While Jurassic World is expected to continue to dominate the overseas charts this weekend, with a potential 40%-60% drop from its record-breaking $315.6M opening, Disney/Pixar’s Inside Out is primed to stir emotions in the minds of international moviegoers. The latest from Up helmer Pete Docter is the first Pixar movie since 2013’s Monsters University and offshore audiences have been well primed for this rapturously-reviewed film. After it played CinemaCon to raves in April, Inside Out crossed the Atlantic for an international bow at the Cannes Film Festival. To say it was the Joy of the fortnight would not be an exaggeration. And, Pixar smartly rode the wave of good will to showcase many of its upcoming offerings at a two-hour invite-only presentation just off the Croisette a few days later.
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Inside Out is opening in 28 offshore markets this weekend, which will cover about 42% of the international footprint. Industry estimates, as my colleague Anthony D’Alessandro reported, are pegged at $60M-$65M domestically. Overseas, I’m hearing a $40M start for those 28 markets. Among the biggest are, natch, France, along with Brazil, Russia, Mexico and Australia. But hold on, in Oz, Inside Out will be staring down full-frontal competition from the other big animated film in the summer marketplace with Universal/Illumination’s Minions also bowing there this frame. Universal is putting the Despicable Me spinoff into four territories (Malaysia, Singapore and Indonesia round them out) to start the drum beating while, especially in Australia, kids are off from school — Oz can be tricky to program given the opposite seasons and this is a key two-week frame where it’s expected to be close as the two films duke it out. Minions, like Inside Out, will stagger its release over the summer months in the rest of the world. It opens Stateside on July 10.
Each film has ambitions to be the big summer animation, and each has a good shot. Minions comes with built-in recognition given the popularity of the little yellow henchmen in both Despicable Me movies. Sandra Bullock plays the villain and last week strolled the yellow carpet in London’s Leicester Square for the Minions world premiere. The last DM movie narrowly missed making $1B worldwide with about $970M at the end of the run.
Inside Out, meanwhile, is original IP, at which Pixar excels and which, outside of Toy Story 3, has made for some of the animation studio’s biggest offshore hits including Finding Nemo, Ratatouille, and Up (which also made its start in Cannes, in 2009).
The movie, whose first footage got European exhibitors excited at last June’s CineEurope event in Barcelona, takes place largely inside the head of a young girl. When her family moves to San Francisco — the American city, by the way, that most Europeans feel is the most like home — her emotions (Joy, Fear, Anger, Disgust and Sadness) run wild in conflict over how to best navigate the changes.
Amy Poehler, Mindy Kaling, Phyllis Smith and Bill Hader are among the lead voice cast. The talent has been touring with the film and a special live Q&A event in Australia last night was beamed around the world.
The slow-burn release, says Disney’s Dave Hollis, is about playing the competitive landscape and “spacing between us and Minions.” And spaced out it is: The UK doesn’t open until July 24, Italy is primed for September 16 and Germany, a major European box office market, releases October 1. That window had previously been used for Pixar movies and, says Hollis, “because of what the competitive suite looks like during summer, we thought it was better to own a piece of time that historically does not have competition. Any markets that open after the U.S. are the beneficiary of word of mouth.”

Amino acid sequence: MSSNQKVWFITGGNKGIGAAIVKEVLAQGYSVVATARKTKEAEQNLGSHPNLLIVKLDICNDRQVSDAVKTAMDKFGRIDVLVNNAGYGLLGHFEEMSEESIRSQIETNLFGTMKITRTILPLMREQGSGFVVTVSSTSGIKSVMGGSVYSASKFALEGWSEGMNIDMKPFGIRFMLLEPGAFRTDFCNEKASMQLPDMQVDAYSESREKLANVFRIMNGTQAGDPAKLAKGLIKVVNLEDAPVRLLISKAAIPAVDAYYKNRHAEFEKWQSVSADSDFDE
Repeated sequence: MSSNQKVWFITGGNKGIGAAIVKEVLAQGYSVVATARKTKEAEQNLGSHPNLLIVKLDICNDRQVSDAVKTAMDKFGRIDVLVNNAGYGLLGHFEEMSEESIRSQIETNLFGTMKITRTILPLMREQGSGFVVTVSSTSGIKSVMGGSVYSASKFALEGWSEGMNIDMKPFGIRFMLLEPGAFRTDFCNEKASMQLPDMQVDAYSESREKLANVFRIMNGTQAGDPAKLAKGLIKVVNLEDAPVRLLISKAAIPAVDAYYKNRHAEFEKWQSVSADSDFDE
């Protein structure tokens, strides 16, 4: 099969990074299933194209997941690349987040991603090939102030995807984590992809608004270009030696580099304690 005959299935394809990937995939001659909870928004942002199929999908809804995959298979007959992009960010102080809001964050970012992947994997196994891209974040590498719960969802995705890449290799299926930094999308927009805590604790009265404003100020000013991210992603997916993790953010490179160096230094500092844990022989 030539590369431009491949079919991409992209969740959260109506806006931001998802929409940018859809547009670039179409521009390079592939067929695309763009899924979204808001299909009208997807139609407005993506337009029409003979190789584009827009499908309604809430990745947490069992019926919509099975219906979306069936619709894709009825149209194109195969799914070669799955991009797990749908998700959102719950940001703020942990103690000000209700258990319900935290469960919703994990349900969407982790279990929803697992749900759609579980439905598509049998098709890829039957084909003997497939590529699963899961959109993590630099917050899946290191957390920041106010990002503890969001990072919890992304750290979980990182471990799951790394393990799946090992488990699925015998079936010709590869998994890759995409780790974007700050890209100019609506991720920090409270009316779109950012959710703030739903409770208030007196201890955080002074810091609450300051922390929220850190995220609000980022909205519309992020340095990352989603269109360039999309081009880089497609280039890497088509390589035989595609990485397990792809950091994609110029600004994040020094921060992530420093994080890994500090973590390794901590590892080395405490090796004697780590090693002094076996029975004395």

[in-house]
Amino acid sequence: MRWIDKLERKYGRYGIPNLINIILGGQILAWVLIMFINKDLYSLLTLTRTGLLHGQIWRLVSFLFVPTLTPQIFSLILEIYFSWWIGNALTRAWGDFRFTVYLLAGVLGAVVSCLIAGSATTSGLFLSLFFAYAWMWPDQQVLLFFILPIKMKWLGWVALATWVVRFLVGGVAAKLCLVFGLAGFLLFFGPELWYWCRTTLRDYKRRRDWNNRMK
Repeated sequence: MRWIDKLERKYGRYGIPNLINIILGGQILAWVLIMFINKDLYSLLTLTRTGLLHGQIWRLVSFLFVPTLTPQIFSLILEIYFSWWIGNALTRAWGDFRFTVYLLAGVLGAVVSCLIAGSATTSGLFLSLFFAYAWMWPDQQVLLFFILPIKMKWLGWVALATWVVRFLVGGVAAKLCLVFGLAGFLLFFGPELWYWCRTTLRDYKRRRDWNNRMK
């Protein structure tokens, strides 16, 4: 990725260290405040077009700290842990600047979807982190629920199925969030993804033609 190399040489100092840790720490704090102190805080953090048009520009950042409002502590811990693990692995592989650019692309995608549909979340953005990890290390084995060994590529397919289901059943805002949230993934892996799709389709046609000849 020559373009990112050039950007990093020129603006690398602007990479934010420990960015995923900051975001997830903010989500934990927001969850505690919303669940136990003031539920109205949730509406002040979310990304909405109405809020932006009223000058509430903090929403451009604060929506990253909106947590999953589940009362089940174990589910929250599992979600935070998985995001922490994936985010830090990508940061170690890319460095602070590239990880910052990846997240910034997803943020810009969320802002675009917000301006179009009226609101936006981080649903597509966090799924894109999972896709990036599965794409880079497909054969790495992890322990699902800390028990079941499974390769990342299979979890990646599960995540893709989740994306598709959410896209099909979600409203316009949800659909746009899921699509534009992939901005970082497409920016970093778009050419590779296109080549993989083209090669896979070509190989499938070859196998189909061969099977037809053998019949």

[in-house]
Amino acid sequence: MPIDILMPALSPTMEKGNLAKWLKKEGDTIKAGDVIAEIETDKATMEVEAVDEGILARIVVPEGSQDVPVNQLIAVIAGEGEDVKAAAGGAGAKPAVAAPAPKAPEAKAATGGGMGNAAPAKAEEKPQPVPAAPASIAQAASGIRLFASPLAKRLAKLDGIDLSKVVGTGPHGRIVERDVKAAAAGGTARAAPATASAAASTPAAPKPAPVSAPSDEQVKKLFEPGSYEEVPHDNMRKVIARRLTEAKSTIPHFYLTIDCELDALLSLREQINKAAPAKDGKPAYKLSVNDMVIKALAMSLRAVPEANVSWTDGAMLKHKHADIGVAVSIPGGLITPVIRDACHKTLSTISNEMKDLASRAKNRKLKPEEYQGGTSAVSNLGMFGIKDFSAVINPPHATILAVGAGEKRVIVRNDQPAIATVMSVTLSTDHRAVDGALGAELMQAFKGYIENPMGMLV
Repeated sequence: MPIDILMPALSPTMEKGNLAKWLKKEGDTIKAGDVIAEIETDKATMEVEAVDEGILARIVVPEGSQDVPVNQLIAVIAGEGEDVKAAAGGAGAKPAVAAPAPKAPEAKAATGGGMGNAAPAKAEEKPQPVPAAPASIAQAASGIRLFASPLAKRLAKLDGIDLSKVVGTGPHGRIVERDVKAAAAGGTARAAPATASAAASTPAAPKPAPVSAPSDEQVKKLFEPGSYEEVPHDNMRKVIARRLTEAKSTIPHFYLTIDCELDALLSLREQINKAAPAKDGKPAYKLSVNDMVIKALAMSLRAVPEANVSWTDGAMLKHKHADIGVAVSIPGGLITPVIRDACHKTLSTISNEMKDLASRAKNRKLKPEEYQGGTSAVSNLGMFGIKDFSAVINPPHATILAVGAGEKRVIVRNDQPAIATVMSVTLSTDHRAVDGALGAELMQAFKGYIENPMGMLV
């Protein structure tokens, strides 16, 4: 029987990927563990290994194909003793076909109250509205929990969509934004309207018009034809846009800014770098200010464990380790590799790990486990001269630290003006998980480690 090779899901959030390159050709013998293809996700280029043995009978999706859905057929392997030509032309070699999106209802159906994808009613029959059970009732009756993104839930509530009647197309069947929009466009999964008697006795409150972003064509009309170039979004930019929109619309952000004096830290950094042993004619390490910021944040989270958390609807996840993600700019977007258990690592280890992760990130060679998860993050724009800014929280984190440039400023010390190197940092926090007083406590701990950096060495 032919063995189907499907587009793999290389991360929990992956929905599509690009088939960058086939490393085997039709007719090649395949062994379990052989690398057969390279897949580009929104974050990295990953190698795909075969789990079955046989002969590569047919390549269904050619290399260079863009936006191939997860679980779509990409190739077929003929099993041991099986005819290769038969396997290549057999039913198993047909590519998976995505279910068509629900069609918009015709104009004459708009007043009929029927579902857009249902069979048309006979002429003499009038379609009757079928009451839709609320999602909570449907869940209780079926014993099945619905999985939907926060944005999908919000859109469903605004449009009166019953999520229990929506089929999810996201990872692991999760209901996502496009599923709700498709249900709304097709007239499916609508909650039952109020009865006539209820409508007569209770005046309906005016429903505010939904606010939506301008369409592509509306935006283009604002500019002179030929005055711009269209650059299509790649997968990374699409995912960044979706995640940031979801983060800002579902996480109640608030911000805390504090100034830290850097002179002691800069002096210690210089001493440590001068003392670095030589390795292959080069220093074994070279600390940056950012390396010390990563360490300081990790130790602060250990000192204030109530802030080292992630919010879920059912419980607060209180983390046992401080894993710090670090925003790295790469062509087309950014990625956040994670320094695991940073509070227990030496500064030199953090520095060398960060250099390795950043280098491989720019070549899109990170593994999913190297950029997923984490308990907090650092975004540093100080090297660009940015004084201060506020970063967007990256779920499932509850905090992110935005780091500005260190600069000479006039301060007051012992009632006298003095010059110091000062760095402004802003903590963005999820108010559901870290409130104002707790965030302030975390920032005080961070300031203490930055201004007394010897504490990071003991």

The tracking internationally makes it “feel like it’s not just a critical, but a commercial success,” says Hollis who nevertheless expects the scenery-chewing dinosaurs to dominate. Still, that Cannes bow contributed to very high awareness in France, where it opened this afternoon to the 5th best start of the year in the first Paris screenings, and where there are unanimous huzzahs from the press and public. Expect Minions to also make a splash when it lands in France on July 8; it was among the biggest markets for DM2 with over $40M. Co-helmer Pierre Coffin is French, and Illumination Mac Guff, headquartered in France, did much of the animation.
The move to position Inside Out out of Cannes, says Hollis, was “important for a variety of reasons. The ability to have the movie received by such an important audience gave a lot of confidence to the campaigns. The incentive from the critical and mainstream press which starts to then pick that up, acts as a foundation for a lot of more general marketing space.”
One key area where Inside Out is not yet set is China — same goes for Minions. Both will make it there, but the beginning of the unofficial “blackout” period is afoot, when screens are reserved for local films, and confirmed dates will come a bit later. Pixar’s Monsters University made about $34M in 2013, but with the landscape there having changed so much, it’s difficult to pinpoint how Inside Out will fare. Minions will look to capitalize on Despicable Me 2 which released there in January 2014 and, even though the original never made it to the Middle Kingdom, enlisted about $53M in box office.
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